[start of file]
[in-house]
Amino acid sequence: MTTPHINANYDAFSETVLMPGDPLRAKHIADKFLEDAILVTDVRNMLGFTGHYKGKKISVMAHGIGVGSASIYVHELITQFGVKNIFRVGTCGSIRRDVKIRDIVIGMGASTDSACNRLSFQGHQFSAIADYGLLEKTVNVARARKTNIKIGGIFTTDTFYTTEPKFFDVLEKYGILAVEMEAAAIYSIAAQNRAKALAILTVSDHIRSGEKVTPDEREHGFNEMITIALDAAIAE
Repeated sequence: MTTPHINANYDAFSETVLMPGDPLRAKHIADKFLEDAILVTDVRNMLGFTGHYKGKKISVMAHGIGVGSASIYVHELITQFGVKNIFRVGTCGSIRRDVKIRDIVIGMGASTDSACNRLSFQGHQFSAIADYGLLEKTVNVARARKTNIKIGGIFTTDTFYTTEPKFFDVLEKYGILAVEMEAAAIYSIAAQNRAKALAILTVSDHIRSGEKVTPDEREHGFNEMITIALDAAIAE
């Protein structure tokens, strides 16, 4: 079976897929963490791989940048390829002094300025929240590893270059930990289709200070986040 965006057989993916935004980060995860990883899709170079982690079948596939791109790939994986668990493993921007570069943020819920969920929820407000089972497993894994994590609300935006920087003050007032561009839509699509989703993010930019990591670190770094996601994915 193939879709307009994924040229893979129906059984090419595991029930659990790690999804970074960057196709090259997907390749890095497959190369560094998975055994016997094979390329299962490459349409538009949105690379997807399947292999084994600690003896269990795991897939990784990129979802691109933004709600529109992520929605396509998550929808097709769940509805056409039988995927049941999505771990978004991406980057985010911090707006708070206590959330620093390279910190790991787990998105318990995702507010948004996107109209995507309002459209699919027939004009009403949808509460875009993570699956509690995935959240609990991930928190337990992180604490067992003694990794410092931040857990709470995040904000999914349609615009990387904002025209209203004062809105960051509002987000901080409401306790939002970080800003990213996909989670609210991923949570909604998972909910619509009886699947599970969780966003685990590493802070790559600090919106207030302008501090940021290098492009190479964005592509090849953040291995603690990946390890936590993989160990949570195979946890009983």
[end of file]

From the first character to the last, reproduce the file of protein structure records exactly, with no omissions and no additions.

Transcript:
[in-house]
Amino acid sequence: MTTPHINANYDAFSETVLMPGDPLRAKHIADKFLEDAILVTDVRNMLGFTGHYKGKKISVMAHGIGVGSASIYVHELITQFGVKNIFRVGTCGSIRRDVKIRDIVIGMGASTDSACNRLSFQGHQFSAIADYGLLEKTVNVARARKTNIKIGGIFTTDTFYTTEPKFFDVLEKYGILAVEMEAAAIYSIAAQNRAKALAILTVSDHIRSGEKVTPDEREHGFNEMITIALDAAIAE
Repeated sequence: MTTPHINANYDAFSETVLMPGDPLRAKHIADKFLEDAILVTDVRNMLGFTGHYKGKKISVMAHGIGVGSASIYVHELITQFGVKNIFRVGTCGSIRRDVKIRDIVIGMGASTDSACNRLSFQGHQFSAIADYGLLEKTVNVARARKTNIKIGGIFTTDTFYTTEPKFFDVLEKYGILAVEMEAAAIYSIAAQNRAKALAILTVSDHIRSGEKVTPDEREHGFNEMITIALDAAIAE
């Protein structure tokens, strides 16, 4: 079976897929963490791989940048390829002094300025929240590893270059930990289709200070986040 965006057989993916935004980060995860990883899709170079982690079948596939791109790939994986668990493993921007570069943020819920969920929820407000089972497993894994994590609300935006920087003050007032561009839509699509989703993010930019990591670190770094996601994915 193939879709307009994924040229893979129906059984090419595991029930659990790690999804970074960057196709090259997907390749890095497959190369560094998975055994016997094979390329299962490459349409538009949105690379997807399947292999084994600690003896269990795991897939990784990129979802691109933004709600529109992520929605396509998550929808097709769940509805056409039988995927049941999505771990978004991406980057985010911090707006708070206590959330620093390279910190790991787990998105318990995702507010948004996107109209995507309002459209699919027939004009009403949808509460875009993570699956509690995935959240609990991930928190337990992180604490067992003694990794410092931040857990709470995040904000999914349609615009990387904002025209209203004062809105960051509002987000901080409401306790939002970080800003990213996909989670609210991923949570909604998972909910619509009886699947599970969780966003685990590493802070790559600090919106207030302008501090940021290098492009190479964005592509090849953040291995603690990946390890936590993989160990949570195979946890009983």